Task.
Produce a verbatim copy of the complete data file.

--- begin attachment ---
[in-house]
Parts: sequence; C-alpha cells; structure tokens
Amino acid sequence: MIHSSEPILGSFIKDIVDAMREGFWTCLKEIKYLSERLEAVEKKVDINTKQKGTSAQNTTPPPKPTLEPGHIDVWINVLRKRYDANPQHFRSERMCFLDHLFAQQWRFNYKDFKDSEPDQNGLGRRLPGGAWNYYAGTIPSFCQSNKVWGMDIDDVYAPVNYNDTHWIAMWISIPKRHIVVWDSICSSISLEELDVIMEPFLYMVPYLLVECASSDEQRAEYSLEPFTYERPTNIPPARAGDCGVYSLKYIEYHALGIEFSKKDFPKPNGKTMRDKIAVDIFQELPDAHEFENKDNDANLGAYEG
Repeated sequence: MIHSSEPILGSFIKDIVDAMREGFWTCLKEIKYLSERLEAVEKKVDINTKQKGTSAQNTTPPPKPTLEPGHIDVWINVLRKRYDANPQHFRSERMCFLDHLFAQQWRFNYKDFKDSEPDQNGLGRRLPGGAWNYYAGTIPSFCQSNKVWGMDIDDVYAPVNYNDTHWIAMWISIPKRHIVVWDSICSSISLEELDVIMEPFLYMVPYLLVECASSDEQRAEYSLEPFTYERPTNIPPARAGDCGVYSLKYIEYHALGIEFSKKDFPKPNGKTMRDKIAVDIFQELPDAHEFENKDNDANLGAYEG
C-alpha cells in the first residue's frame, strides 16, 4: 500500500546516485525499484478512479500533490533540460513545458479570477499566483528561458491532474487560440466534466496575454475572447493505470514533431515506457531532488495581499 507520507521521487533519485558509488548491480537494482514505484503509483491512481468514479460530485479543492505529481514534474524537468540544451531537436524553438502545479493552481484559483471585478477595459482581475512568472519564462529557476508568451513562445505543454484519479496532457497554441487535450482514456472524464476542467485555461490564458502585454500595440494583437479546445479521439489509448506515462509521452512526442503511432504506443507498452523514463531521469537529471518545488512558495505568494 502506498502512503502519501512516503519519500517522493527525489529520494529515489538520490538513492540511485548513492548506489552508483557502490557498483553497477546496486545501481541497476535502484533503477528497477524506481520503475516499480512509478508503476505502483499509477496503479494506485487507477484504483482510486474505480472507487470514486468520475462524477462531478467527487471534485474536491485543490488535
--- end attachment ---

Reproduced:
[in-house]
Parts: sequence; C-alpha cells; structure tokens
Amino acid sequence: MIHSSEPILGSFIKDIVDAMREGFWTCLKEIKYLSERLEAVEKKVDINTKQKGTSAQNTTPPPKPTLEPGHIDVWINVLRKRYDANPQHFRSERMCFLDHLFAQQWRFNYKDFKDSEPDQNGLGRRLPGGAWNYYAGTIPSFCQSNKVWGMDIDDVYAPVNYNDTHWIAMWISIPKRHIVVWDSICSSISLEELDVIMEPFLYMVPYLLVECASSDEQRAEYSLEPFTYERPTNIPPARAGDCGVYSLKYIEYHALGIEFSKKDFPKPNGKTMRDKIAVDIFQELPDAHEFENKDNDANLGAYEG
Repeated sequence: MIHSSEPILGSFIKDIVDAMREGFWTCLKEIKYLSERLEAVEKKVDINTKQKGTSAQNTTPPPKPTLEPGHIDVWINVLRKRYDANPQHFRSERMCFLDHLFAQQWRFNYKDFKDSEPDQNGLGRRLPGGAWNYYAGTIPSFCQSNKVWGMDIDDVYAPVNYNDTHWIAMWISIPKRHIVVWDSICSSISLEELDVIMEPFLYMVPYLLVECASSDEQRAEYSLEPFTYERPTNIPPARAGDCGVYSLKYIEYHALGIEFSKKDFPKPNGKTMRDKIAVDIFQELPDAHEFENKDNDANLGAYEG
C-alpha cells in the first residue's frame, strides 16, 4: 500500500546516485525499484478512479500533490533540460513545458479570477499566483528561458491532474487560440466534466496575454475572447493505470514533431515506457531532488495581499 507520507521521487533519485558509488548491480537494482514505484503509483491512481468514479460530485479543492505529481514534474524537468540544451531537436524553438502545479493552481484559483471585478477595459482581475512568472519564462529557476508568451513562445505543454484519479496532457497554441487535450482514456472524464476542467485555461490564458502585454500595440494583437479546445479521439489509448506515462509521452512526442503511432504506443507498452523514463531521469537529471518545488512558495505568494 502506498502512503502519501512516503519519500517522493527525489529520494529515489538520490538513492540511485548513492548506489552508483557502490557498483553497477546496486545501481541497476535502484533503477528497477524506481520503475516499480512509478508503476505502483499509477496503479494506485487507477484504483482510486474505480472507487470514486468520475462524477462531478467527487471534485474536491485543490488535